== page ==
What is the evidence that counter-wildlife crime interventions are effective for conserving African, Asian and Latin American wildlife directly threatened by exploitation? A systematic map protocol.

Published online
17 Jan 2022
Content type
Journal article
Journal title
Ecological Solutions and Evidence

Rytwinski, T. & Öckerman, S. L. A. & Taylor, J. J. & Bennett, J. R. & Muir, M. J. & Miller, J. R. B. & Pokempner, A. & Lam WaiYee & Pickles, R. S. A. & Cooke, S. J.
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Publication language
Latin America & Africa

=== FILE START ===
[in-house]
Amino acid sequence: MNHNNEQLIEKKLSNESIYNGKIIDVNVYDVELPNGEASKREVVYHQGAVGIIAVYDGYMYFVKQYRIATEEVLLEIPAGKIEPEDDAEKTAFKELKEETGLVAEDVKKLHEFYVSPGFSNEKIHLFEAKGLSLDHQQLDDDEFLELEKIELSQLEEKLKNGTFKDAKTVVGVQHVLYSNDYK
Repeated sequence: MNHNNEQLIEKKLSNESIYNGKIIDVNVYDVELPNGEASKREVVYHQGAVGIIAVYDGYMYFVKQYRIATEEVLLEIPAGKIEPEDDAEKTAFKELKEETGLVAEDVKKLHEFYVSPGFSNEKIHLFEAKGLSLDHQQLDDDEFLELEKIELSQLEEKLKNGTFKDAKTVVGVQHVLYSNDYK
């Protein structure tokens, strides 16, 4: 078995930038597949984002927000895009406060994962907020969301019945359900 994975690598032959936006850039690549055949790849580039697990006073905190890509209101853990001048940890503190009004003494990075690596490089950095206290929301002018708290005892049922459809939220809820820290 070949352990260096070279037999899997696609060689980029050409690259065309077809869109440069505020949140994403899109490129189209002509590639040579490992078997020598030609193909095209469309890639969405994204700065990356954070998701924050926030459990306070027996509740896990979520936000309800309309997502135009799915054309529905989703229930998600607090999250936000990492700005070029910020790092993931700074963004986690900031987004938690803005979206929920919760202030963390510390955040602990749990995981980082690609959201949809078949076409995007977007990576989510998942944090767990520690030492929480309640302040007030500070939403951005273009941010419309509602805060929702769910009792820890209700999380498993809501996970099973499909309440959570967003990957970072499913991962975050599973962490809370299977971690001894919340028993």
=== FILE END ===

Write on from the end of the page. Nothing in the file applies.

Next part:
Human activities are driving a global biodiversity crisis. In response, a broad range of conservation actions have been implemented. With finite resources available, and a rapidly narrowing window, the scientific and policy communities have acknowledged the need to better understand the effectiveness of interventions for conserving threatened species. Given the recent emphasis on the use of counter wildlife crime interventions (i.e. those that directly protect wildlife from illegal harvest, detect and sanction rule-breakers, and interdict and control illegal wildlife commodities), there is a clear need to summarize the available evidence on biological and threat reduction outcomes of such actions to help make evidence-informed management and funding decisions. Here, we present a protocol for a systematic map that will collate the existing body of literature addressing the effectiveness of counter-wildlife crime interventions for protecting targeted species. Our focus will be on select species or species groups directly threatened by exploitation (i.e. illegal harming whether by harvest as a resource or for control/persecution) and native to Africa, Asia and Latin America, which are regions that have experienced significant wildlife populations declines. The systematic map will aim to capture available evidence found in commercially published and grey literature. We will search for the literature using four publication databases, Google Scholar, 36 specialist websites and databases and sources identified through a call for evidence among relevant networks. Eligibility screening will be conducted at two stages: (1) title and abstract and (2) full text. Relevant information from included papers will be extracted and entered into a searchable, coded database (MS-Excel). Narrative synthesis and descriptive statistics will describe the key characteristics of the relevant evidence base (e.g. geographic location, species, interventions, direct threats, outcomes and study designs). Using visual heat maps, we will identify key knowledge gaps warranting further research and clusters of evidence that could serve as topics for future systematic reviews. The resulting map will guide further exploration on evaluating the effectiveness of counter-wildlife crime interventions, and aid in building an evidence base that supports both management and funding decisions to ensure efficient use of limited resources and maximal conservation benefits.

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